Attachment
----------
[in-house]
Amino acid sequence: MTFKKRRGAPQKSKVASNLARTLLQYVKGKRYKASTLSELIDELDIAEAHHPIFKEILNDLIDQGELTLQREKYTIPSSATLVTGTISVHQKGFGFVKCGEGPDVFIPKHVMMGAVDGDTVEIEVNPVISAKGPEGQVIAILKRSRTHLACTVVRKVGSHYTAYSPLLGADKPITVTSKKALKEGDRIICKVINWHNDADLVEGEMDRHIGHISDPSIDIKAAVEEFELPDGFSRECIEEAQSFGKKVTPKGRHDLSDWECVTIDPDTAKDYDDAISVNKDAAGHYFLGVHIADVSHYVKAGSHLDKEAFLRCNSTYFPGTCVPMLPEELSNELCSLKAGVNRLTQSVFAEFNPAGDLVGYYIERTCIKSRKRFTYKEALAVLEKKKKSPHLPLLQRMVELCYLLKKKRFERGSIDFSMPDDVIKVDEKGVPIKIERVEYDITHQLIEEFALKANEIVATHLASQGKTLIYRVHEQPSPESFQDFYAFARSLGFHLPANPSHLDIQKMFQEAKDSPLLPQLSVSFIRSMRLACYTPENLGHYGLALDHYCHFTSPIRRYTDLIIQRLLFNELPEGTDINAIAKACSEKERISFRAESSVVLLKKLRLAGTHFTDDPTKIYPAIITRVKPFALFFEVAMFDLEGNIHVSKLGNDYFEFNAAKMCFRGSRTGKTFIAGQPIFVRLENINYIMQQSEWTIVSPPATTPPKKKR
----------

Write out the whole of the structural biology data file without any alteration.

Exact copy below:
[in-house]
Amino acid sequence: MTFKKRRGAPQKSKVASNLARTLLQYVKGKRYKASTLSELIDELDIAEAHHPIFKEILNDLIDQGELTLQREKYTIPSSATLVTGTISVHQKGFGFVKCGEGPDVFIPKHVMMGAVDGDTVEIEVNPVISAKGPEGQVIAILKRSRTHLACTVVRKVGSHYTAYSPLLGADKPITVTSKKALKEGDRIICKVINWHNDADLVEGEMDRHIGHISDPSIDIKAAVEEFELPDGFSRECIEEAQSFGKKVTPKGRHDLSDWECVTIDPDTAKDYDDAISVNKDAAGHYFLGVHIADVSHYVKAGSHLDKEAFLRCNSTYFPGTCVPMLPEELSNELCSLKAGVNRLTQSVFAEFNPAGDLVGYYIERTCIKSRKRFTYKEALAVLEKKKKSPHLPLLQRMVELCYLLKKKRFERGSIDFSMPDDVIKVDEKGVPIKIERVEYDITHQLIEEFALKANEIVATHLASQGKTLIYRVHEQPSPESFQDFYAFARSLGFHLPANPSHLDIQKMFQEAKDSPLLPQLSVSFIRSMRLACYTPENLGHYGLALDHYCHFTSPIRRYTDLIIQRLLFNELPEGTDINAIAKACSEKERISFRAESSVVLLKKLRLAGTHFTDDPTKIYPAIITRVKPFALFFEVAMFDLEGNIHVSKLGNDYFEFNAAKMCFRGSRTGKTFIAGQPIFVRLENINYIMQQSEWTIVSPPATTPPKKKR